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Review: Entropy - Ashen Existence
Ashen Existence

Label: Independent
Year released: 1992
Duration: 51:27
Tracks: 7
Genre: Thrash Metal


Review online: March 15, 2021
Reviewed by: Mjölnir
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Rated 4.22/5 (84.44%) (9 Votes)

Entropy are among the numerous never-heard-of-them Thrash bands to come out in the early '90s, around the time when the scene at large was dying due to oversaturation and the emergence of Grunge. Of course, there was an emerging scene of more technical and progressive Thrash bands around the same time that tried to do more with the genre than just stagnate. With their debut, Ashen Existence, Entropy showed that they were not only a worthy part of that scene, but arguably among the better bands working in it.

Entropy worked in a very technical vein of Thrash not too far removed from their American contemporaries Exhorder, albeit without the Groove leanings and perhaps a little more experimentation in their sound. The playing is as tight and complex as you'd expect from the style, but while many bands in this vein would forget to wrap all that into a coherent structure, Entropy wrote intricate and often strange songs that could go from blistering intensity to Death Metal sentiments all the way to moody and often gorgeous melodic sections at the drop of a hat, all while never losing focus in the slightest. This is all propped up with a top-notch production job and some first-rate musicianship, ranging from the face-ripping guitar work to the eye-popping drumming to the urgent and varied deliver of vocalist Gerry Schreinert, which ranges from the expected Thrash snarls to a deathy grunt to even some high-octane wails. All together, this leads to a killer album of complex and slightly experimental Thrash, with songs like the moody "Darkness Weaves", the vicious and borderline Death/Thrash "Psionic Dissection", and the colossal album closer "Traces of Time" proving to be lost classics.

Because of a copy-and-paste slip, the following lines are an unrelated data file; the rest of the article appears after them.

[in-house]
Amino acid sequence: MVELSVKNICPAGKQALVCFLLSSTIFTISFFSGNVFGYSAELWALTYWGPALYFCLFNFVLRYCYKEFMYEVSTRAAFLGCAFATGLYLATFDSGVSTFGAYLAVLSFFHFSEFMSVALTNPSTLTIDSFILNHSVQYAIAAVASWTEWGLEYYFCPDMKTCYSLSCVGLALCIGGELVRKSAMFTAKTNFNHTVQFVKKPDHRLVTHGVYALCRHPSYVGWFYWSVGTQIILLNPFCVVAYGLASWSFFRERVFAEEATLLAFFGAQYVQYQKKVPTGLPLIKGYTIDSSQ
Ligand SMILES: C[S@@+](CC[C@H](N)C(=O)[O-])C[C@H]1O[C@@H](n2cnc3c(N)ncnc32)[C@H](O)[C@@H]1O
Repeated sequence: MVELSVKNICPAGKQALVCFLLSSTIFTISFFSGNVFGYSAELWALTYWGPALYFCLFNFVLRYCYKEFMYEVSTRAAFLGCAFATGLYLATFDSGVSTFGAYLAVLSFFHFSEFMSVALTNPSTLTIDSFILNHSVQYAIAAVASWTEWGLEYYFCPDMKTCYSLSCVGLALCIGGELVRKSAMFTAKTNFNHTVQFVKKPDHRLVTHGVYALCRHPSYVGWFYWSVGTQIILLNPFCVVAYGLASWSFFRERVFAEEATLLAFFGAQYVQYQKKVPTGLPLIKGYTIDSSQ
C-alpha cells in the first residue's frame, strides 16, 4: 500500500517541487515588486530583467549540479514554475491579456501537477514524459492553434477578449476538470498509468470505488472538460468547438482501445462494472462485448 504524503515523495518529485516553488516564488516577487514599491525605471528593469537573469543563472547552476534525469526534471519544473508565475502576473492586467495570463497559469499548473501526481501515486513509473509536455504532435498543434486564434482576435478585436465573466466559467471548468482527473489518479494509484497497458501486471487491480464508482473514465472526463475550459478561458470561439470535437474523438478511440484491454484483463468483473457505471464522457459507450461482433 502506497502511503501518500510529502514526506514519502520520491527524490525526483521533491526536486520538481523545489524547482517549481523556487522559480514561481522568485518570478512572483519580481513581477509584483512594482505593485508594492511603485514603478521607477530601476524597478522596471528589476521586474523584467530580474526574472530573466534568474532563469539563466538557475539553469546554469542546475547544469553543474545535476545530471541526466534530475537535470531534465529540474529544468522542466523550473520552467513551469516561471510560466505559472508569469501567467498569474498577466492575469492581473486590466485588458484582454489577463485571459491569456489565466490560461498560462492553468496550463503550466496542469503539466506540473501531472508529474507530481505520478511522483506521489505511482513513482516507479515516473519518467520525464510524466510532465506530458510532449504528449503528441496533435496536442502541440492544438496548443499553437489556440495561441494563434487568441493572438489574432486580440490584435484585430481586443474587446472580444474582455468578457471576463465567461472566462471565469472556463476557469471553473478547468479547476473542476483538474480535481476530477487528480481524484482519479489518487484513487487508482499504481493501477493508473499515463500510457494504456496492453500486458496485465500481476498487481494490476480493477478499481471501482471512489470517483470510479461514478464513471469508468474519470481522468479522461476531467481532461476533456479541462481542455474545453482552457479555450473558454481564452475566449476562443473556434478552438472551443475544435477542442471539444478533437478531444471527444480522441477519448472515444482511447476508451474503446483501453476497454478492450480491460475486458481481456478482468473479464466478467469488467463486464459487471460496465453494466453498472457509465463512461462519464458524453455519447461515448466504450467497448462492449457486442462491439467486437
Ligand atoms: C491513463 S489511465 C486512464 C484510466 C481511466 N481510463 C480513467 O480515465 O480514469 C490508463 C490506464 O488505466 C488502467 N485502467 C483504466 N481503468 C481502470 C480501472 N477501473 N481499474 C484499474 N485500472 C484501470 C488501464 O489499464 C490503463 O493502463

All that said, the band occasionally stretched their songs out a little longer than they needed to be, with individual sections wearing out their welcome in even the best songs. This is particularly evident on the 9-minute "Exalted Sith", which has some killer moments but starts to drag in the middle and would have benefited by being cut down by a minute or two overall. Still, it's always great to find a quality Thrash release from a time when many were starting to consider it a tired and dated genre, and Entropy are absolutely proof that there was still life to be found in it. Despite a reissue some time in 2010, this can be pretty hard to find, but for fans of more obscure and complex underground Thrash, this is a release to treasure.

More about Entropy...
Review: E3 (reviewed by Mjölnir)
Review: Transcendence (reviewed by Mjölnir)
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